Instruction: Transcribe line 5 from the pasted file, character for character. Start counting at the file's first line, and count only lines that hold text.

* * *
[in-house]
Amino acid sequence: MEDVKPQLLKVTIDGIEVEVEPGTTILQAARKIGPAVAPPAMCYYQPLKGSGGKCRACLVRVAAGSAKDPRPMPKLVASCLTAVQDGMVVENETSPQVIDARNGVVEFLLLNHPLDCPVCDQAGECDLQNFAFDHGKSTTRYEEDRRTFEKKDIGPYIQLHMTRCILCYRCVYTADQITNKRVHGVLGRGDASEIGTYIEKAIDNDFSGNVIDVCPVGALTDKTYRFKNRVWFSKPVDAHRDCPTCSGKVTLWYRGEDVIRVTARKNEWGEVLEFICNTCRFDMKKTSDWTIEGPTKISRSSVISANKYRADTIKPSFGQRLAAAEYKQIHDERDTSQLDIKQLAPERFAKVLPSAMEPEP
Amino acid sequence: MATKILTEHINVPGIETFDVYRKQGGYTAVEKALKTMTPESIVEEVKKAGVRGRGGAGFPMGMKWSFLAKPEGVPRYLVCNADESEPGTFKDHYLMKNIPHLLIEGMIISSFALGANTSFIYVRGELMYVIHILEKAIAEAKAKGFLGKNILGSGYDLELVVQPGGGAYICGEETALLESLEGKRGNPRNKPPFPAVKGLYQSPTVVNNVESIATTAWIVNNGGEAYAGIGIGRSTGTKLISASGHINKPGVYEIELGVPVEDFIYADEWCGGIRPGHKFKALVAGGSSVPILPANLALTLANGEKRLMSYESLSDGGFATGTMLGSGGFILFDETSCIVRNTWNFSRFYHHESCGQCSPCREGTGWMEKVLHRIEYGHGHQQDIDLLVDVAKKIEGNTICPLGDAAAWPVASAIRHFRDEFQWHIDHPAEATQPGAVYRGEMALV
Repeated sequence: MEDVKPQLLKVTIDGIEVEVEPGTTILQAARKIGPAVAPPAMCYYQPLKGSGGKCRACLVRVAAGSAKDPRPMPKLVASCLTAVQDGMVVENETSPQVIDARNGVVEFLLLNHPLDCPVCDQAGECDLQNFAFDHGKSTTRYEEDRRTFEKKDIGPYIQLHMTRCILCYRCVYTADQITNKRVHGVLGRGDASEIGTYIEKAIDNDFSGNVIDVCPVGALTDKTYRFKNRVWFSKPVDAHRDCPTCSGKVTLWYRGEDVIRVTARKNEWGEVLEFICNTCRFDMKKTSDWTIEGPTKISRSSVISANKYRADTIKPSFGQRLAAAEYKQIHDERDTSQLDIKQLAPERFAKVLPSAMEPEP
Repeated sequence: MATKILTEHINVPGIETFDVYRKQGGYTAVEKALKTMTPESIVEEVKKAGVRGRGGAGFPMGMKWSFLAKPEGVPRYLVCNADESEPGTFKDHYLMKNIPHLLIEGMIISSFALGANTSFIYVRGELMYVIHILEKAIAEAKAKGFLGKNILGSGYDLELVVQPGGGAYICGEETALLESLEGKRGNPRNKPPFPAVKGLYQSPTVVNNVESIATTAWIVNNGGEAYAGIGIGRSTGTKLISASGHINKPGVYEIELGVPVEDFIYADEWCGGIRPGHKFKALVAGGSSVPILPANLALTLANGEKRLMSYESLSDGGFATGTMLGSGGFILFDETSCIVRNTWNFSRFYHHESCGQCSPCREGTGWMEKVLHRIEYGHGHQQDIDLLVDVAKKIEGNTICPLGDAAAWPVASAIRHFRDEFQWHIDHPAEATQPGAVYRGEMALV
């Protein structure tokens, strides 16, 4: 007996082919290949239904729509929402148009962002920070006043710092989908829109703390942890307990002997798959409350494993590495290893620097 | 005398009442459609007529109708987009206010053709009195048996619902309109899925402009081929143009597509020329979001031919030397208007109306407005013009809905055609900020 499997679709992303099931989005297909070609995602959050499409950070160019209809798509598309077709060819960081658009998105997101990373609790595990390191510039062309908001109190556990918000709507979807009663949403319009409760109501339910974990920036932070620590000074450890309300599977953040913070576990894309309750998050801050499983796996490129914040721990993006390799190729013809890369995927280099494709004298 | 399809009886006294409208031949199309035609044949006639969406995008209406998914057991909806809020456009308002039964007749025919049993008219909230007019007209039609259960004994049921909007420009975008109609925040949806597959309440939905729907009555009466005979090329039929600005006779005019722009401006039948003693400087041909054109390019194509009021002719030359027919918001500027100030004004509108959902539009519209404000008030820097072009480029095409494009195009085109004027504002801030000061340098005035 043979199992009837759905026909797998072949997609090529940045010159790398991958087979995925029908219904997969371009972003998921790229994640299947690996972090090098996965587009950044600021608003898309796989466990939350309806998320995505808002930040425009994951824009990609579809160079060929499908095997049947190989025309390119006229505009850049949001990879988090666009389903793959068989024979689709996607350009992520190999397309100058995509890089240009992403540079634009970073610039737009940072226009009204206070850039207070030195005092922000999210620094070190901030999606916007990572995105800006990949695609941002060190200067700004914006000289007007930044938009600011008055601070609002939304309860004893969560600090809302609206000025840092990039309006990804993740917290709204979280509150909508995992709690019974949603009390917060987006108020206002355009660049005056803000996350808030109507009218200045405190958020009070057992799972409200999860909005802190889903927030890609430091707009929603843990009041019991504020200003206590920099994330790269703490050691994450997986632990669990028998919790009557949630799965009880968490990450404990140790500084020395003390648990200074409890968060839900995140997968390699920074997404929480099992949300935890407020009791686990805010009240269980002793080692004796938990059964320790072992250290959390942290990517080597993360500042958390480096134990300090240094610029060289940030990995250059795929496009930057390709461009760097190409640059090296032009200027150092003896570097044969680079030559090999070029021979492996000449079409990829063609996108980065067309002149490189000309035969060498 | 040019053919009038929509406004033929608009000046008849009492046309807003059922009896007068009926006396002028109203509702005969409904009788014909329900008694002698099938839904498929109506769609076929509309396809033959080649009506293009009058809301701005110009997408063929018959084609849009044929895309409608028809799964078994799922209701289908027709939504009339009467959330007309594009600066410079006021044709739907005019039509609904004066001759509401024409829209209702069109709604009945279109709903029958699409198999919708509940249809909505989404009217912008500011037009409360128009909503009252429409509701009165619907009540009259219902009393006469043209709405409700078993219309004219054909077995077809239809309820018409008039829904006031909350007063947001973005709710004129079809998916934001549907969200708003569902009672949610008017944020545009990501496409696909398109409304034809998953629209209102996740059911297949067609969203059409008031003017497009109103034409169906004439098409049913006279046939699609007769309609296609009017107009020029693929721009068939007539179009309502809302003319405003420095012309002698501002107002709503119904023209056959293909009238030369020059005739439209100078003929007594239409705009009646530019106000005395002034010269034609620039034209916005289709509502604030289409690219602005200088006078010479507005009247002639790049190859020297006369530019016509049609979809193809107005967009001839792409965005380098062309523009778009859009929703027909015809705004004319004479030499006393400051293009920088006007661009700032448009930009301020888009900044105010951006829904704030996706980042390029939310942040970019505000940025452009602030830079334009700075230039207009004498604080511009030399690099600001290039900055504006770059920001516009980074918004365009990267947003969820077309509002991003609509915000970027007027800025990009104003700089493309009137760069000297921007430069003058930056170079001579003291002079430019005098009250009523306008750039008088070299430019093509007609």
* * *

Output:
Repeated sequence: MATKILTEHINVPGIETFDVYRKQGGYTAVEKALKTMTPESIVEEVKKAGVRGRGGAGFPMGMKWSFLAKPEGVPRYLVCNADESEPGTFKDHYLMKNIPHLLIEGMIISSFALGANTSFIYVRGELMYVIHILEKAIAEAKAKGFLGKNILGSGYDLELVVQPGGGAYICGEETALLESLEGKRGNPRNKPPFPAVKGLYQSPTVVNNVESIATTAWIVNNGGEAYAGIGIGRSTGTKLISASGHINKPGVYEIELGVPVEDFIYADEWCGGIRPGHKFKALVAGGSSVPILPANLALTLANGEKRLMSYESLSDGGFATGTMLGSGGFILFDETSCIVRNTWNFSRFYHHESCGQCSPCREGTGWMEKVLHRIEYGHGHQQDIDLLVDVAKKIEGNTICPLGDAAAWPVASAIRHFRDEFQWHIDHPAEATQPGAVYRGEMALV